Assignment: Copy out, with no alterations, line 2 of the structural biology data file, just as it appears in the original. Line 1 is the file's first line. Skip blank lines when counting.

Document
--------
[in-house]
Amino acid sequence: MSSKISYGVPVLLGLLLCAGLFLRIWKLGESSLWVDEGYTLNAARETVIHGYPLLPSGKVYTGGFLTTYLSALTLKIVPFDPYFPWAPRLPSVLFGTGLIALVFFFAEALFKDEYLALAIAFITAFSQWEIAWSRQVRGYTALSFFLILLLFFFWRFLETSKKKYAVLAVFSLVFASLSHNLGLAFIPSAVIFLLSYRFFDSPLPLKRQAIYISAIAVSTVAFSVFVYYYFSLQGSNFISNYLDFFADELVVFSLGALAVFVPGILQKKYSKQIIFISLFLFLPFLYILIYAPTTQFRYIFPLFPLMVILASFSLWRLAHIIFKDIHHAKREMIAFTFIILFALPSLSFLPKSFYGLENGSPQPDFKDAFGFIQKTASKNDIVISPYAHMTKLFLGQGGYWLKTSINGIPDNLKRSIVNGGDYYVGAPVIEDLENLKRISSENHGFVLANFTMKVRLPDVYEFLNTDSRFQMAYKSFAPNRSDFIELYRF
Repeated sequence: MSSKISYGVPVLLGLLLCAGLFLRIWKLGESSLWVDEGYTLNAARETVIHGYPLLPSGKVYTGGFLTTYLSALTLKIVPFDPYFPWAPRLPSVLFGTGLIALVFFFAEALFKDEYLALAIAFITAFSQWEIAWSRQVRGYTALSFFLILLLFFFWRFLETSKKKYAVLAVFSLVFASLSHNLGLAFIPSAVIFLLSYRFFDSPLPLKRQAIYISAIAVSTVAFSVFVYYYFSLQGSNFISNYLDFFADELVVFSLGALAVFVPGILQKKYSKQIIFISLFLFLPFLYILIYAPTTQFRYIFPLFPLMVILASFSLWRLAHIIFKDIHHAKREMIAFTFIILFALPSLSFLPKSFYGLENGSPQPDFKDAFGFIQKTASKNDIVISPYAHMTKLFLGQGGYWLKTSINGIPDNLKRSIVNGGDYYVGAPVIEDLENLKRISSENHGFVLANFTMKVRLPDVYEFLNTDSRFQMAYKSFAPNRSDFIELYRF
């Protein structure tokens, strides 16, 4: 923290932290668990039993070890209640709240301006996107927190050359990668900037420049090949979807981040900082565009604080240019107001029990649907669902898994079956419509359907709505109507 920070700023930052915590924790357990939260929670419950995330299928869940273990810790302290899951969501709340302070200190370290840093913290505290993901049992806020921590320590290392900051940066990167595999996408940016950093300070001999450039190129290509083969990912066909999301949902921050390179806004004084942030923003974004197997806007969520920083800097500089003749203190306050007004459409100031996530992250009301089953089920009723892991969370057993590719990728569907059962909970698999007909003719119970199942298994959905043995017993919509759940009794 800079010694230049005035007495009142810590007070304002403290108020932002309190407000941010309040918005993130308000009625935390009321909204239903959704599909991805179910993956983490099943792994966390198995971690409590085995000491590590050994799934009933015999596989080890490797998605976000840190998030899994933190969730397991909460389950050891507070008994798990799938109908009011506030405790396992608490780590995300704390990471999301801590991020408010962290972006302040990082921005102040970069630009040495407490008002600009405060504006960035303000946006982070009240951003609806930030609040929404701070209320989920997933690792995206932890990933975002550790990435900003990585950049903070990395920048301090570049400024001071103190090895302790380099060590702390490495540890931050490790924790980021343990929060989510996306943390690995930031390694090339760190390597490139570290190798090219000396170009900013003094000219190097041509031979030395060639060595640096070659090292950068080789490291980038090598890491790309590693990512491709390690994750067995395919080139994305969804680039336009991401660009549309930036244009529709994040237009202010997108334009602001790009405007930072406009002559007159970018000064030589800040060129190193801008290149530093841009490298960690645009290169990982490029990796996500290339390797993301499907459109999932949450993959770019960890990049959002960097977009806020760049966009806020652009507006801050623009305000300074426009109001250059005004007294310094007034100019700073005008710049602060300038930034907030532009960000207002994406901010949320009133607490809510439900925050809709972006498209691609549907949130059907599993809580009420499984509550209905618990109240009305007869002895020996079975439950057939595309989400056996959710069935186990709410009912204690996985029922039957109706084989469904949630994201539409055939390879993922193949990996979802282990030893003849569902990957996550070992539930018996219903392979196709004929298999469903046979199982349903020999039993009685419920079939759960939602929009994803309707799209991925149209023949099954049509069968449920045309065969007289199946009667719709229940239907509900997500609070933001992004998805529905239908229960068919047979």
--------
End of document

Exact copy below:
Amino acid sequence: MSSKISYGVPVLLGLLLCAGLFLRIWKLGESSLWVDEGYTLNAARETVIHGYPLLPSGKVYTGGFLTTYLSALTLKIVPFDPYFPWAPRLPSVLFGTGLIALVFFFAEALFKDEYLALAIAFITAFSQWEIAWSRQVRGYTALSFFLILLLFFFWRFLETSKKKYAVLAVFSLVFASLSHNLGLAFIPSAVIFLLSYRFFDSPLPLKRQAIYISAIAVSTVAFSVFVYYYFSLQGSNFISNYLDFFADELVVFSLGALAVFVPGILQKKYSKQIIFISLFLFLPFLYILIYAPTTQFRYIFPLFPLMVILASFSLWRLAHIIFKDIHHAKREMIAFTFIILFALPSLSFLPKSFYGLENGSPQPDFKDAFGFIQKTASKNDIVISPYAHMTKLFLGQGGYWLKTSINGIPDNLKRSIVNGGDYYVGAPVIEDLENLKRISSENHGFVLANFTMKVRLPDVYEFLNTDSRFQMAYKSFAPNRSDFIELYRF